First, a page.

• If faculty make connection to workforce needs, that will help with selling the need for bioinformatics to department heads, deans; also an angle for applying for grants.
  • —bioinformatics companies
  • Brigham Young University—where do students with bioinformatics training go? Computer Science majors get excited about application of computer science to biology/human health. Extend reach beyond “biology” to ensure breadth of students are informed about bioinformatics. Interdisciplinary interest. Bioengineers, computer scientists, biology.
  • How does bioinformatics get someone to med school? One angle to use with students, because many students go into biology with the intent of going to med school.
  • Two things we are talking about: 1) putting bioinformatics into biology courses and 2) bioinformatics as a stand-alone course.
  • NIBLSE survey was distributed to a mailing list of biologists.
  • We need to educate advisors on campuses to help recruit students to bioinformatics.

Expanding the Community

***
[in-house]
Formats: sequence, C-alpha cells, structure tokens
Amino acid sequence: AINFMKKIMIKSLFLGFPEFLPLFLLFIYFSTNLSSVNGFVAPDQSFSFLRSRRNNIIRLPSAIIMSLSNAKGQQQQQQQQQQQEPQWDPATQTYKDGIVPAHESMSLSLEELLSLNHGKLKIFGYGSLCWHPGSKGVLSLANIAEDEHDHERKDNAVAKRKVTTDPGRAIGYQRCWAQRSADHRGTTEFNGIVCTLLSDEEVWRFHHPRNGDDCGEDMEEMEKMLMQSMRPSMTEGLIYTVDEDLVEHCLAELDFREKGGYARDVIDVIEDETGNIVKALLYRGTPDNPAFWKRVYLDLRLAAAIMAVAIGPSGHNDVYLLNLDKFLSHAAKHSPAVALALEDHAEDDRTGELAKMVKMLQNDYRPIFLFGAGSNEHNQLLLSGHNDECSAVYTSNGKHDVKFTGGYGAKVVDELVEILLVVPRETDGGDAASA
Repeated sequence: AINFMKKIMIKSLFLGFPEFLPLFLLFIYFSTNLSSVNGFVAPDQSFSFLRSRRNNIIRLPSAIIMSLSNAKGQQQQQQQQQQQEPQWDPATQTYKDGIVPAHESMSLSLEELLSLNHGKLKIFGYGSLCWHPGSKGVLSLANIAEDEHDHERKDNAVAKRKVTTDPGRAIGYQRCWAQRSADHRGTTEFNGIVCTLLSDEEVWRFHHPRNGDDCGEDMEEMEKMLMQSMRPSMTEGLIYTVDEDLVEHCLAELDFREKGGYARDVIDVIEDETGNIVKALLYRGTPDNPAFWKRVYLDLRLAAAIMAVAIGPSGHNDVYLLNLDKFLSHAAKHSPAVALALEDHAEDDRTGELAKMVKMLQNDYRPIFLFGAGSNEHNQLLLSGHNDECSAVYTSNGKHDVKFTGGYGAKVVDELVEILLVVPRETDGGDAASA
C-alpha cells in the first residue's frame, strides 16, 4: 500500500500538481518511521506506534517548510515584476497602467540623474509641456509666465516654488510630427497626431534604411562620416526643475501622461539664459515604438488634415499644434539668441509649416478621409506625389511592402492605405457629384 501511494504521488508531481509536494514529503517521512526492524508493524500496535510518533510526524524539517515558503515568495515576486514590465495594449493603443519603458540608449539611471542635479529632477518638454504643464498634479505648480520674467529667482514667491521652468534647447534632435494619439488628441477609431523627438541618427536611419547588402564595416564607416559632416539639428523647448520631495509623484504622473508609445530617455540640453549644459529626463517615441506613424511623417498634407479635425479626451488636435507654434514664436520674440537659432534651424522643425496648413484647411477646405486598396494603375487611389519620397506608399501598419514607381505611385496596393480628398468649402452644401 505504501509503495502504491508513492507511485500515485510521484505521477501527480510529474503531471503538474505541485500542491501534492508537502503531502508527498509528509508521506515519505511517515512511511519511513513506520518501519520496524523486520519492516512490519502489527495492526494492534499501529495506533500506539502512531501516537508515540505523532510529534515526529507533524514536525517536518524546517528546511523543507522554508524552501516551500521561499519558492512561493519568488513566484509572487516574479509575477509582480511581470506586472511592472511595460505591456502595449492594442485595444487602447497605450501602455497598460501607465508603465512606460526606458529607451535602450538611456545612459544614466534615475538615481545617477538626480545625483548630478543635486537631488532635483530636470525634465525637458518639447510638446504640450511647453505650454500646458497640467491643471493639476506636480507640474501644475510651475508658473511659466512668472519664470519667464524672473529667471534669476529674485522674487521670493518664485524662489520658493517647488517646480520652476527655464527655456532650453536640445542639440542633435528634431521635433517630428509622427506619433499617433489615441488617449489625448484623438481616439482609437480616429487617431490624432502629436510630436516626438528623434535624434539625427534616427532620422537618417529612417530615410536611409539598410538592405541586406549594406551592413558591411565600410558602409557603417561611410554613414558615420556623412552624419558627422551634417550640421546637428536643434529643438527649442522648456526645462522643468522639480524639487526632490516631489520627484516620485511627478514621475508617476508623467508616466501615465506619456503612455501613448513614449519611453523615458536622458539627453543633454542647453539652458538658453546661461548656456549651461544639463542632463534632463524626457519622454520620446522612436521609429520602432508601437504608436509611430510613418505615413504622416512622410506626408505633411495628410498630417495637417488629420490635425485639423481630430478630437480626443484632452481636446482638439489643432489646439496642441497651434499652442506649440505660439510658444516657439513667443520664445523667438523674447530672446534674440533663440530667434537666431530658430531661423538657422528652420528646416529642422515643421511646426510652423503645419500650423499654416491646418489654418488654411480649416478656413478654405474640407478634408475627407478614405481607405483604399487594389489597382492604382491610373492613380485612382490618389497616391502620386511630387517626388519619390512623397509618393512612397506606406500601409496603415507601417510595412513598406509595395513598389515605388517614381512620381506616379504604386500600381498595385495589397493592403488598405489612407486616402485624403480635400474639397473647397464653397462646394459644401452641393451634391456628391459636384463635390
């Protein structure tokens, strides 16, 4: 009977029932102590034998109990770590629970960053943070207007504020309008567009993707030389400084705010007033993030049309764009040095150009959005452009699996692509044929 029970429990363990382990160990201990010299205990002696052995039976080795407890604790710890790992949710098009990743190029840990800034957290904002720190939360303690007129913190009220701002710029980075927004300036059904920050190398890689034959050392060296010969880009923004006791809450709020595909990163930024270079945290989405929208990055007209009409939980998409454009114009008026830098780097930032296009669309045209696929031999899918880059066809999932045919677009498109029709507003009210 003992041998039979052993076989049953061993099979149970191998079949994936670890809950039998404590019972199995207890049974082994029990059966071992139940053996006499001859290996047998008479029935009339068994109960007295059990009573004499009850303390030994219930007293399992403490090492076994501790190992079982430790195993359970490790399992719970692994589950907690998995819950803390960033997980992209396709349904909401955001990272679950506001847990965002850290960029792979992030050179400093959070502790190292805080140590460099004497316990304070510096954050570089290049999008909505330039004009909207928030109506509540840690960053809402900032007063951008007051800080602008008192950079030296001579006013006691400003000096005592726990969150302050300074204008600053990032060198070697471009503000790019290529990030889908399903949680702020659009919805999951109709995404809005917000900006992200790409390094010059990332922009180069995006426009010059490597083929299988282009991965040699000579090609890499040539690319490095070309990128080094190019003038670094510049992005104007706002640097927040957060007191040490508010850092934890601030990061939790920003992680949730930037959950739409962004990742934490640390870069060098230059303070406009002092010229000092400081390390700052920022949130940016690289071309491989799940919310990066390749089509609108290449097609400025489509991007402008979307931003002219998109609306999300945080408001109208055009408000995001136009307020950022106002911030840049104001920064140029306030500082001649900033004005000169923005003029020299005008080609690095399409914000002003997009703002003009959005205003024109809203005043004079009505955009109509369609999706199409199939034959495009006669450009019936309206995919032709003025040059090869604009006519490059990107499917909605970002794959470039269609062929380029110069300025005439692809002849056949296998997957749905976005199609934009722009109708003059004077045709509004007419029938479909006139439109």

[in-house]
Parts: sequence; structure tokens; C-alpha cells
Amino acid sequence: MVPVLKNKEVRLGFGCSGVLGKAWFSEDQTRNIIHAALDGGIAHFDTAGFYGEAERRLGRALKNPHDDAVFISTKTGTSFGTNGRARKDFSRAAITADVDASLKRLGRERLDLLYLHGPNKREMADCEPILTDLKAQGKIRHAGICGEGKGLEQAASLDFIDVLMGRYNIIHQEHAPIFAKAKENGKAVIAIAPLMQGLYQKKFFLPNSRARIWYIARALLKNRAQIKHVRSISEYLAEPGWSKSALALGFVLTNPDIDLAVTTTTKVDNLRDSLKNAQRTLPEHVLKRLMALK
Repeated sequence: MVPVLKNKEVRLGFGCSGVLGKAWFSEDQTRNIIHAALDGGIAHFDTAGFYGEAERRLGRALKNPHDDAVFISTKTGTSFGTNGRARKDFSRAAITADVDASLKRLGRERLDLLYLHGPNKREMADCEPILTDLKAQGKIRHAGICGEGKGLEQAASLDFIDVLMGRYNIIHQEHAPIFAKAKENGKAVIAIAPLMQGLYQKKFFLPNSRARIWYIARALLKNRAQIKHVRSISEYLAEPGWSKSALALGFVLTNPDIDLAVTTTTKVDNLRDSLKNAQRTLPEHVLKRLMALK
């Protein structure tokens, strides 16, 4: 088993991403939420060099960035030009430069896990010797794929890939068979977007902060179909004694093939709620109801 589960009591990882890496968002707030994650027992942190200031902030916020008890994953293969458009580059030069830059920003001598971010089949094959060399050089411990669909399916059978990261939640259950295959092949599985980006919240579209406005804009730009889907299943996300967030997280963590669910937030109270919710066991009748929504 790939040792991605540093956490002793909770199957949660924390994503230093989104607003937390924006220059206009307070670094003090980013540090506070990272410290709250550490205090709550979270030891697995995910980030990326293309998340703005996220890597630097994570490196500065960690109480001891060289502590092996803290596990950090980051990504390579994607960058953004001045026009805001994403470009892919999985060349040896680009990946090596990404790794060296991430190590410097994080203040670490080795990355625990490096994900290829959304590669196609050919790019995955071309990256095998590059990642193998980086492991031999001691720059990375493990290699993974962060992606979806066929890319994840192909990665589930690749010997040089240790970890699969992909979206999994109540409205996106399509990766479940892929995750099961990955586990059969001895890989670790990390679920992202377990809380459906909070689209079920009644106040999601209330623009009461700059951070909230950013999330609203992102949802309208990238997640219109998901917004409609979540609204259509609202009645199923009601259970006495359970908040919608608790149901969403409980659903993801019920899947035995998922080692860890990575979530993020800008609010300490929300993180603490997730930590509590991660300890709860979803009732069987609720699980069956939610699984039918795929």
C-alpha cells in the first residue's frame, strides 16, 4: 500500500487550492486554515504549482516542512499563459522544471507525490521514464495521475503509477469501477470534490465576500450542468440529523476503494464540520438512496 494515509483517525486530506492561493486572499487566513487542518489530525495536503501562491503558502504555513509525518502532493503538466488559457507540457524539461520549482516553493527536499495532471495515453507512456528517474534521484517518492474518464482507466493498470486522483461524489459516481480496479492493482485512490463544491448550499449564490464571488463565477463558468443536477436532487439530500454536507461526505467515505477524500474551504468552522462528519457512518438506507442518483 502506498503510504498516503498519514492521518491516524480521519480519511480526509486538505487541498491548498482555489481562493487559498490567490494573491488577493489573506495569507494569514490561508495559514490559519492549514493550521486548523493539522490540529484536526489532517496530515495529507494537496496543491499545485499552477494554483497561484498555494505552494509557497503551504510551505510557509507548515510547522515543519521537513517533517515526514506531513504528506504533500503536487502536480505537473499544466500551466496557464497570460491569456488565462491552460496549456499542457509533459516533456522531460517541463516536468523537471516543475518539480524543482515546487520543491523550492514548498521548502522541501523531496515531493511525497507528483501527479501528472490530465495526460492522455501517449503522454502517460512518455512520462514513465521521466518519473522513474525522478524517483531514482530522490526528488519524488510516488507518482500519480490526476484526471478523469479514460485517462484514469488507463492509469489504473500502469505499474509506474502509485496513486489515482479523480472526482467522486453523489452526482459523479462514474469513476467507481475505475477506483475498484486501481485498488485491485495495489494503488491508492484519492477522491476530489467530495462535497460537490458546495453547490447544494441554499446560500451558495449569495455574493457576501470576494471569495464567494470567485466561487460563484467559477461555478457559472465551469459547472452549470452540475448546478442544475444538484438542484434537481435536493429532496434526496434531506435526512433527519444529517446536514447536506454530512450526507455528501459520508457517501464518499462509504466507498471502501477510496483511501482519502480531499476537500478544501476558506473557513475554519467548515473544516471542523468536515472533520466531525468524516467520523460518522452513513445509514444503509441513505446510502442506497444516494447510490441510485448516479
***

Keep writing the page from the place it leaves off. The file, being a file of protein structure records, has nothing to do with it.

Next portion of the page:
Faculty Mentoring Networks (Adam Kleinschmit)

  • FMN is a model developed by QUBES, happens over the course of the semester. Faculty meet every other week via Zoom. Interact through the QUBES environment, which includes a discussion forum, Google Docs. Helps faculty establish teaching scholarship by organizing products in one place.
  • NIBLSE FMN: diverse cohort of faculty (different levels of experience) to expand/adapt NIBLSE resources for use in their classrooms; also considered assessment.
  • All faculty implementing the same resource, creating a community for sharing ideas/adaptations.
  • Valuable networking and professional development experience.
  • Focus of NIBLSE FMN: “Sequence similarity” resource.
  • FMN participants implemented one or more modules in classroom (variety of courses among participants); published adaptation(s) on QUBES

Panel Discussion that includes Bill Tapprich, Barbara Murdoch, and Jacob Kerby and Adam Kleinschmit

  • Barbara Murdoch: Developmental Biology course
  • Jacob Kerby: Disease ecology course; found FMN to be very helpful; plan to use it in Introductory Biology. Tool is very useful for teaching; well done.
  • Bill Tapprich: Senior-level virology course. Modules are aimed at mid- to lower-level courses. This semester, sophomore level molecular biology course.
  • Typically, FMN identify resource that already exists (e.g., NIBLSE resource) and FMN coalesces around that resource.